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MDX1 or MDX2.. That is the question..

MDX1 or MDX2.. That is the question..

  • Comments 13

At least, it's been the question people have been asking me quite a bit.  Given we haven't announced the availability of the XNA Framework yet, but we have announced that MDX2 is a "technology preview", but will never ship in a "released" mode, the answer seems relatively straight forward to me.

If you are shipping something that needs to be "released" by a particular date, you'll probably want to be using MDX1, as it is already released and available.  If you have a project that isn't tied to any strong dates and you can wait for us to ship the XNA Framework, you can stick with whatever you're using right now, be it MDX1 or MDX2.

The question is somewhat more complicated if you fall into the former, but the "particular date" is say a year out.  Then it becomes more of a business decision for you.  "Can I risk sticking with MDX2/XNA Framework with no guarantees it would be out within a year."  If you can't, then you should probably be using MDX1..

  • Is there any chance of an MDX1 hotfix to fix the VS2005 MDA problem?
  • Slightly off topic, What are your thoughts on the performance of XNA compared to MDX?
  • I subscribe 100% to Shadow's legit question. I have the strong feeling that a significant segment of the CLR2.0 based projects with a release date within the next 6 months switched to MDX2.0 for only one reasons: MDX1/Framework2.0 MDA issue. Needless to say that probably in most of the cases the switch was made way before anybody outside Microsoft could possible foreseen that MDX project will merge into XNA and suddenly become uncertain matter.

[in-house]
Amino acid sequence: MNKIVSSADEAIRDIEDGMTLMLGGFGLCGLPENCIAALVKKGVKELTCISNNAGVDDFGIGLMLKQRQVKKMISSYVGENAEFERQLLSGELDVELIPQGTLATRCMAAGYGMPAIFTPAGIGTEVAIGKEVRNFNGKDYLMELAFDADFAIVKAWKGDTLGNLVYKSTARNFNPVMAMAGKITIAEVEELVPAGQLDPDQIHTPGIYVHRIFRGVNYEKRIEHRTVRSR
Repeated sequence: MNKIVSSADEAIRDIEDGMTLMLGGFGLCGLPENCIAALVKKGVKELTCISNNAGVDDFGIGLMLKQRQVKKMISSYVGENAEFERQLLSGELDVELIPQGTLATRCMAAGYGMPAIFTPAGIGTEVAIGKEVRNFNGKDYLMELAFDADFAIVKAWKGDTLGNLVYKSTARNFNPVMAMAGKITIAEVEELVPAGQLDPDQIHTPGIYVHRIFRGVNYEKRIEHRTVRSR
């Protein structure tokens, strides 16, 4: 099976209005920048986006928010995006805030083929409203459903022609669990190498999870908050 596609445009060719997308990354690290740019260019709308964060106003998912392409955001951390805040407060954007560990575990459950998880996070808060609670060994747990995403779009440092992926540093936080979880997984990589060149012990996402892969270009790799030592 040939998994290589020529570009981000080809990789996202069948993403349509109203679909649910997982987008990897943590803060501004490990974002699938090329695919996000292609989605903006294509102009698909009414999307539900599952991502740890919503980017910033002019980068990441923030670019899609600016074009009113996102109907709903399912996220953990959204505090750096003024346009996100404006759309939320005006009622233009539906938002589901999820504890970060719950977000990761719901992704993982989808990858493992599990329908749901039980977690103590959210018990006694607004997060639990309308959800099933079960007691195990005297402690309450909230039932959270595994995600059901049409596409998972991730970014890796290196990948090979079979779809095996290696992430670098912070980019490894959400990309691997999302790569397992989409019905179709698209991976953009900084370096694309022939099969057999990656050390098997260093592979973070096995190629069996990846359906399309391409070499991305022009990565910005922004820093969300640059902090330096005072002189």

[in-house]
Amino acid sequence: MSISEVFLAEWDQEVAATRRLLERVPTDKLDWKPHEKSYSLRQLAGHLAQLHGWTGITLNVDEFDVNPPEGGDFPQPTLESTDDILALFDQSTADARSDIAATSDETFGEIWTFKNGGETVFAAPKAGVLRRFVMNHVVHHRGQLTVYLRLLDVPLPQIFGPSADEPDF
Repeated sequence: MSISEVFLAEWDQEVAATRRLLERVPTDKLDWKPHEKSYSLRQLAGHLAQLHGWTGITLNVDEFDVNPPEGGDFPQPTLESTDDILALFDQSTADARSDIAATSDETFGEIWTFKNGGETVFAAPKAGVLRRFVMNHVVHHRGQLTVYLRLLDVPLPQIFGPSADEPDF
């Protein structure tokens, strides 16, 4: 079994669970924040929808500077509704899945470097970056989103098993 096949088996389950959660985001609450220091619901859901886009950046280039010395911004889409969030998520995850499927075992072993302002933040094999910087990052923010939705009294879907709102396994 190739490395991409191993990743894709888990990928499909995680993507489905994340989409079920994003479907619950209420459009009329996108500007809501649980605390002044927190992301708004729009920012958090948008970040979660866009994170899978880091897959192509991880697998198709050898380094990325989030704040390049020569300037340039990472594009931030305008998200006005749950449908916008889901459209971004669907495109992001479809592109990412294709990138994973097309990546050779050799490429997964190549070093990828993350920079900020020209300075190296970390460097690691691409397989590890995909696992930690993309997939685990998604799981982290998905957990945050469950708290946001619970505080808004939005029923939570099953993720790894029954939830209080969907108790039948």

So, as it is in this very moment, I think we should probably ask ourselves very seriously: MDX1/VS2003 or XNA/VS2005? ...now “That is the” (right) “question”...
    (Magisterial Will, please accept my apologies for daring to play games with your famous words. Thank you!)

    But then again, the things change, so personally I would not be surprised at all to see Microsoft releasing MDX2.0 within the next 6 month or so, simply as a gesture of commitment to its customers if not for other economical reasons (let’s not forget, DirectX SDK is a free product).
  • yup. that fix would be very helpful indeed.

    WM_THX
    thomas woelfer

  • It might have been fairly obvious, but thanks for the official version :)

    As for the VS2005 MDA problem, that's easily disabled by following these instructions: http://www.thezbuffer.com/articles/304.aspx. I've written some 15+ samples (mostly for our MDX website) and I haven't experienced any problems the loaderlock MDA should guard against, so I guess it's safe to turn it off.